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Reliability-based Serviceability Limit State Design Procedures for Shallow Foundations Public Deposited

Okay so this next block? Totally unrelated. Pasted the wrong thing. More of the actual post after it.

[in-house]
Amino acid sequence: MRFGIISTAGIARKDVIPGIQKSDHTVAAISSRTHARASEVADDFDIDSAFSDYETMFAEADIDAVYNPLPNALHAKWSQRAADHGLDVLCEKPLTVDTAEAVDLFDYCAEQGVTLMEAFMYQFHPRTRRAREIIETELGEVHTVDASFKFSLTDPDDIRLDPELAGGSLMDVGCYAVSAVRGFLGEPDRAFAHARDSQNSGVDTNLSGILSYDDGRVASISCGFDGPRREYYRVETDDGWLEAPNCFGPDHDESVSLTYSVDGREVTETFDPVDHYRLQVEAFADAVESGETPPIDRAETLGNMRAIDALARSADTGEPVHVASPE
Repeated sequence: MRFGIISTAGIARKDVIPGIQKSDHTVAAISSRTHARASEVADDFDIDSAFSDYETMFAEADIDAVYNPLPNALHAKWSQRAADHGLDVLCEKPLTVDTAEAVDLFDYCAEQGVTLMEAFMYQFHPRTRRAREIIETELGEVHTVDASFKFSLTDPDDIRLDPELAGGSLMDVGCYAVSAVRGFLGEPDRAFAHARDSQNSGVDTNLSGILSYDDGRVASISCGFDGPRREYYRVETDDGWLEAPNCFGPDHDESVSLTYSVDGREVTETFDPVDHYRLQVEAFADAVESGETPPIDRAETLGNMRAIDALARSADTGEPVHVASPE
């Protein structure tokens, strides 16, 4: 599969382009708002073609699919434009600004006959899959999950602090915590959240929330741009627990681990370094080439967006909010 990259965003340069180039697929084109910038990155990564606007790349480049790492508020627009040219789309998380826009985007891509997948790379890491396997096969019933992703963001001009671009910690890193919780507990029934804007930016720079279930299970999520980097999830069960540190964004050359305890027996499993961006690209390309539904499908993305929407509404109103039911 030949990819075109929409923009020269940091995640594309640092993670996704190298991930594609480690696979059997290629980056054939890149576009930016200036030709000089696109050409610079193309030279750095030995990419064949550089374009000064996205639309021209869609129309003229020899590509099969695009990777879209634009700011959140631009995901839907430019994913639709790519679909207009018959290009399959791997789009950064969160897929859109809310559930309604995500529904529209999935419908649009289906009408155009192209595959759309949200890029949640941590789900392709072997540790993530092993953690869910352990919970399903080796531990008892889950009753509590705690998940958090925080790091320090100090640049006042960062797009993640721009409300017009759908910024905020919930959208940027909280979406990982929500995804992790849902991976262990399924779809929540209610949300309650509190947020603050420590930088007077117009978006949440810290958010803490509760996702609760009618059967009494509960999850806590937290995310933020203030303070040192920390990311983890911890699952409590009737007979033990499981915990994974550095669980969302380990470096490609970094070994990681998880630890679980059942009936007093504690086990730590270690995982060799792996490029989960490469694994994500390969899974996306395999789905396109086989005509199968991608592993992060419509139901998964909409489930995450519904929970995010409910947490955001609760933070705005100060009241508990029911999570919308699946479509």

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  • Reliability-based geotechnical foundation design focusses on soil and structure analysis that meets necessary safety, performance and/or serviceability criteria, calibrated based on probabilistic analyses and an accepted level of risk. As the civil engineering community seeks to better harmonize geotechnical and structural design methodologies, reliability-based design is being incorporated more into geotechnical limit states analysis, for example ultimate limit state (ULS; e.g., bearing capacity) and serviceability limit state (SLS; e.g., settlement) foundation design. However, additional work is required to develop robust design procedures that can be easily implemented in practice. The main objective of this study is to advance the underlying knowledge of reliability-based serviceability limit state (RBSLS) design for shallow foundations. Particularly, this study focusses on foundations supported on plastic, fine-grained soil (e.g., clay) and aggregate pier-improved plastic, fine-grained soil. As part of this work, two new RBSLS models were developed for footings supported on clay and aggregate pier-reinforced clay. Both SLS models were developed and calibrated using probabilistic analyses and databases compiled from the literature for high-quality footing loading tests with immediate (undrained) settlement. The new models capture the nonlinear bearing pressure-displacement behavior that is typical of footings on plastic, fine-grained soils, even at relatively small (e.g., service-level) loads. A calibrated, lumped load and resistance factor is also introduced for both models that can be easily implemented in conjunction with a pre-selected level of risk and/or reliability index. The study continues with further discussion of calibration procedures, with focus on the impact of the correlation structure of individual load-displacement parameters and suitable factors to account for the propagation of model error and other sources of uncertainty. This phase of work also focused on re-evaluating the calibrated SLS model for footings supported on aggregate pier-reinforced clay and providing an independent evaluation using additional full-scale loading tests completed at the Oregon State University geotechnical engineering field research site (OSU GEFRS). Finally, the calibrated load-displacement model for a footing supported on fine-grained soil was used to develop a non-linear soil-spring model within the computer program OpenSees. The foundation spring model was used in combination with a previously developed 3-story steel moment frame building model to complete a series of Monte Carlo simulations with varying levels of soil variability to investigate the role of both inherent soil variability and soil-structure interaction on foundation and structural performance.
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